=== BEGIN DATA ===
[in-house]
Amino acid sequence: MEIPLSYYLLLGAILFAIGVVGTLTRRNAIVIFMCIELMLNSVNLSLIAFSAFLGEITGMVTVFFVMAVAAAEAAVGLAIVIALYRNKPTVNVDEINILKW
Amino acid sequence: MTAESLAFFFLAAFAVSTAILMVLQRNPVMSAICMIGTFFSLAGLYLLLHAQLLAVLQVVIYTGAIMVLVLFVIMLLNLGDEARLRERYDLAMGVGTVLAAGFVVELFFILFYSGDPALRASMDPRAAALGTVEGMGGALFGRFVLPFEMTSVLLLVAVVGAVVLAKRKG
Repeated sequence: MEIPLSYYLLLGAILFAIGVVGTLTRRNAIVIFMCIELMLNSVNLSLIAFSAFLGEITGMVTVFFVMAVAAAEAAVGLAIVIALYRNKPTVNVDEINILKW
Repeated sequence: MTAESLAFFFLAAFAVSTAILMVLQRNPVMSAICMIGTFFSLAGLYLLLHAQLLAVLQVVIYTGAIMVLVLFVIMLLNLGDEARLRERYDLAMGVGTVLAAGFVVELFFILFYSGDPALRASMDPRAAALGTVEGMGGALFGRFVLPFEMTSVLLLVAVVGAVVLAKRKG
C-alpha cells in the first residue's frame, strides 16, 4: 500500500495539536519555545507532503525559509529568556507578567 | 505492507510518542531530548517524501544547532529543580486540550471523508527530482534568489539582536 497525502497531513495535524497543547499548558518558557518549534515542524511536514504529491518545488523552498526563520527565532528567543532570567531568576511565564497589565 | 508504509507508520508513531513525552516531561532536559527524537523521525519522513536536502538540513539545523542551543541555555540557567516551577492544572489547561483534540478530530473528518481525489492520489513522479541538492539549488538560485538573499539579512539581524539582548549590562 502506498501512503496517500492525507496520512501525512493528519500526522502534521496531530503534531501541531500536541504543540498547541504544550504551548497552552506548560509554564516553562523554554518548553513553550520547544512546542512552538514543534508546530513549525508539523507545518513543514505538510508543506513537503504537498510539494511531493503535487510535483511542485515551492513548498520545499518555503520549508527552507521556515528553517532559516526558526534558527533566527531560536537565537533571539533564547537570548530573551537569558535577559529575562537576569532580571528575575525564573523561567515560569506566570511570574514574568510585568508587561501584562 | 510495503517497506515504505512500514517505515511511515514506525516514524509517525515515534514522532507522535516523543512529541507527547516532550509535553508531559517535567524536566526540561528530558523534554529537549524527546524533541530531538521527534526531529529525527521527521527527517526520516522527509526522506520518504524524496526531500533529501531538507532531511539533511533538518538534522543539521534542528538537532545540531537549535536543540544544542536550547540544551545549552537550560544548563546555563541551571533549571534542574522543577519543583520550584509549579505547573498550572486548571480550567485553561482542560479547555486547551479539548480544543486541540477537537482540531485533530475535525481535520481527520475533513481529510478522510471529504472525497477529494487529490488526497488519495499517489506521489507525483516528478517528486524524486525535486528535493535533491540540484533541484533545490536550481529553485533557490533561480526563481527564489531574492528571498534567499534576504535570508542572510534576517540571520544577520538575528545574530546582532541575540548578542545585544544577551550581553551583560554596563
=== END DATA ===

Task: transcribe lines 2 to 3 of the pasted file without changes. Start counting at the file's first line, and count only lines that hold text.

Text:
Amino acid sequence: MEIPLSYYLLLGAILFAIGVVGTLTRRNAIVIFMCIELMLNSVNLSLIAFSAFLGEITGMVTVFFVMAVAAAEAAVGLAIVIALYRNKPTVNVDEINILKW
Amino acid sequence: MTAESLAFFFLAAFAVSTAILMVLQRNPVMSAICMIGTFFSLAGLYLLLHAQLLAVLQVVIYTGAIMVLVLFVIMLLNLGDEARLRERYDLAMGVGTVLAAGFVVELFFILFYSGDPALRASMDPRAAALGTVEGMGGALFGRFVLPFEMTSVLLLVAVVGAVVLAKRKG